A horse race is a competition in which horses are ridden by humans to win monetary prizes. The practice has a long history, dating back to ancient times, and has been an important part of the culture of many civilizations, including Ancient Greece, Rome, Babylon, Syria, Egypt, and Arabia. Originally, horse racing was a sport in which wealthy patrons placed wagers on individual horses, but in the 19th century the advent of railroads allowed races to become more public and broader in scope. In modern times, wagers are made on a combination of factors, including the horse’s pedigree, age, sex, birthplace, and previous performance in similar events.
The horses used for racing are usually Thoroughbreds or other purebreds. They are typically bred to compete in various types of races, which include flat and jumps (across hurdles). The sport is regulated by national and international bodies and is governed by a series of laws and regulations designed to ensure the safety and welfare of the animals involved. Those laws, which have been passed by Congress, require the use of drugs that prevent horses from sustaining severe injuries during races.
Despite these measures, hundreds of horses die every year from racing-related injuries and are euthanized at the track or in private stables. The deaths have drawn criticism of the industry from animal rights advocates, who argue that horses are pushed past their limits and overdosed on drugs in the effort to win races.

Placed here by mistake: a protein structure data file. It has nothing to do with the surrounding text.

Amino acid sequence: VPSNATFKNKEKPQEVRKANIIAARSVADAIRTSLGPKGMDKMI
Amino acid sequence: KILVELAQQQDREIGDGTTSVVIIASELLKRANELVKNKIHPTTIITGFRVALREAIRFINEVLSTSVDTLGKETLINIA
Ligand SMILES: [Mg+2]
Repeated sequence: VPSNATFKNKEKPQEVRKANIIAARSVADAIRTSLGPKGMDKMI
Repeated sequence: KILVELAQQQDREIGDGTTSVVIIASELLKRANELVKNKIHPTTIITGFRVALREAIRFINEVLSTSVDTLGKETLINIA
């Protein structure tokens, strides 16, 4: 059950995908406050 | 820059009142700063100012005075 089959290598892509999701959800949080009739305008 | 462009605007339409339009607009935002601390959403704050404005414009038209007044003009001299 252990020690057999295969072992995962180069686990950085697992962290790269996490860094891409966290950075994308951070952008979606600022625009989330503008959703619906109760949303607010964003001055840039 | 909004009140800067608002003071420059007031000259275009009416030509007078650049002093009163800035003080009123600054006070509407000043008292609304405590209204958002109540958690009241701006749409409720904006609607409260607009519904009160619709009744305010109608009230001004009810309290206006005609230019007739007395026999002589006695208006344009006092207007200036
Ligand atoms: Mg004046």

To be eligible to run in a race, horses must have a pedigree that includes a sire and dam who are both purebred individuals of the same breed as the horse. The horse must also meet certain weight and age requirements. A race may also have restrictions based on the track, time of year, sex allowances, and other factors.
A jockey is a professional rider who rides the horse during a race. Jockeys are tasked with controlling the horse and encouraging it to run its best, which requires a great deal of skill. A rider’s job is a dangerous one, and jockeys have been known to die in accidents during races.
Spectators who attend horse races are called fans. They often wear hats and silks, which designate the owner of a particular horse. They may cheer for specific horses by name, such as Seabiscuit. They may also cheer for a horse’s number, such as three.
The earliest recorded accounts of horse racing occur in ancient Greece, where it was part of the Olympics from 700 to 40 B.C. The sport spread to other cultures throughout the world, and it has been an important component of the entertainment industries in both Europe and the United States for centuries. In addition to generating income for owners and jockeys, horse races provide recreational opportunities for the fans.